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The Lesson of Adam and Eve

By Sean CarrollAugust 18, 2011 5:28 PM


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There's a bit of discussion going around concerning the ontological status of Adam and Eve -- is the story literally true, useful metaphor, not really true but based somehow in reality, or what? For me, it would be hard to think of a less interesting question. But I do have a serious issue with the A&E story, which I rarely see discussed: it's a terrible lesson on which to found a system of belief.


The story is told in Genesis, chapter two and chapter three. God sets up Adam in the Garden of Eden, and soon takes one of his ribs and makes Eve. For the most part the Garden is a pleasant place, and there doesn't seem to have been any duties more onerous than coming up with names for the different animals. But for reasons that are not explained, God placed in the Garden something called the tree of the knowledge of good and evil, and commanded that Adam and Eve not eat from it. (Translational difficulties being what they are, there is a school of thought that argues that "good and evil" should be understood as simply meaning "all things, both good and evil.") Eventually, of course, they take a bite, with a little urging from a crafty serpent. God gets angry, curses them, and casts them out of the Garden forever -- the Fall of Man, as Christians would have it.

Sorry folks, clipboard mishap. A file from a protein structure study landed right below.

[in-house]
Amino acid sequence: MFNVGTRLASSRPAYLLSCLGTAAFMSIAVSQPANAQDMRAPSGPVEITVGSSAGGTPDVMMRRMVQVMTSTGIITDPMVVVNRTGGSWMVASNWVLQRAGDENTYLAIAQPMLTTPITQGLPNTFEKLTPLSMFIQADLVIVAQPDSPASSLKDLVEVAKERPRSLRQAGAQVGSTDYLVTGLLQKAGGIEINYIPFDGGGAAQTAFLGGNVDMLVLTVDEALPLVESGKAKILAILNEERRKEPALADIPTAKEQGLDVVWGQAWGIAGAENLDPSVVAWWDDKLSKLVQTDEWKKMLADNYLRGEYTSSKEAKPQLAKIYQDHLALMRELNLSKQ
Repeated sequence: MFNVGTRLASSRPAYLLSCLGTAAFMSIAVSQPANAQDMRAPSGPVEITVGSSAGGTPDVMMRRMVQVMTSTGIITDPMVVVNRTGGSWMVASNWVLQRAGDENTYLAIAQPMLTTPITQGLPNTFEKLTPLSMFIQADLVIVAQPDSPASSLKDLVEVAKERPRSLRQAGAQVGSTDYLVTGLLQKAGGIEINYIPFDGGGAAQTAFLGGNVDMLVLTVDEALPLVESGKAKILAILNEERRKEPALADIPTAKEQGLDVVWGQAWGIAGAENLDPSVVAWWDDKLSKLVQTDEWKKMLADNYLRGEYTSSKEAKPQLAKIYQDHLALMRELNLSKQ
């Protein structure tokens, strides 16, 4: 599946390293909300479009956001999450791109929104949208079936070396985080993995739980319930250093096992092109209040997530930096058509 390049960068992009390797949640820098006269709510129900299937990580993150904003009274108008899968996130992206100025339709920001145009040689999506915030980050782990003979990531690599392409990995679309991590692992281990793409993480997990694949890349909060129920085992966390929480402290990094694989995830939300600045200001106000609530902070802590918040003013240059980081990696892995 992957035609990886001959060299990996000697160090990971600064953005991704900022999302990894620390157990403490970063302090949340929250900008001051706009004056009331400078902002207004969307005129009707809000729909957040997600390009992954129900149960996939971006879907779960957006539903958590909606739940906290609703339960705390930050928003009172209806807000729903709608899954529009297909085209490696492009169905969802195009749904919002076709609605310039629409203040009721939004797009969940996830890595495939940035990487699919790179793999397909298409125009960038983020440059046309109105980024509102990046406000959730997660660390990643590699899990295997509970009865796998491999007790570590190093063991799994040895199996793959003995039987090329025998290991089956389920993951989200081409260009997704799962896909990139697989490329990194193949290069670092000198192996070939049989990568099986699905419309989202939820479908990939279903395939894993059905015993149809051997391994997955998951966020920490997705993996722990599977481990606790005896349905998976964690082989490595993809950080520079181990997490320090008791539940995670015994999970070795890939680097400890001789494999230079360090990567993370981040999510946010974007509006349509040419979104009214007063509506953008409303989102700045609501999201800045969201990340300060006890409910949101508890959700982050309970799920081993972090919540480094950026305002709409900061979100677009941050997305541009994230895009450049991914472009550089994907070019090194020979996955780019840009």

The choice given to Adam and Eve was a simple one: (1) obey, or (2) attain knowledge, in particular of good and evil. If those are my two choices, I'm choosing "knowledge" every day. Count me on Team Eve on this one. As far as I'm concerned, this wasn't the Original Sin, it was the Original Heroic Act.

I want to see a religion founded on exhortations to disobey authority and seek the truth at any cost.

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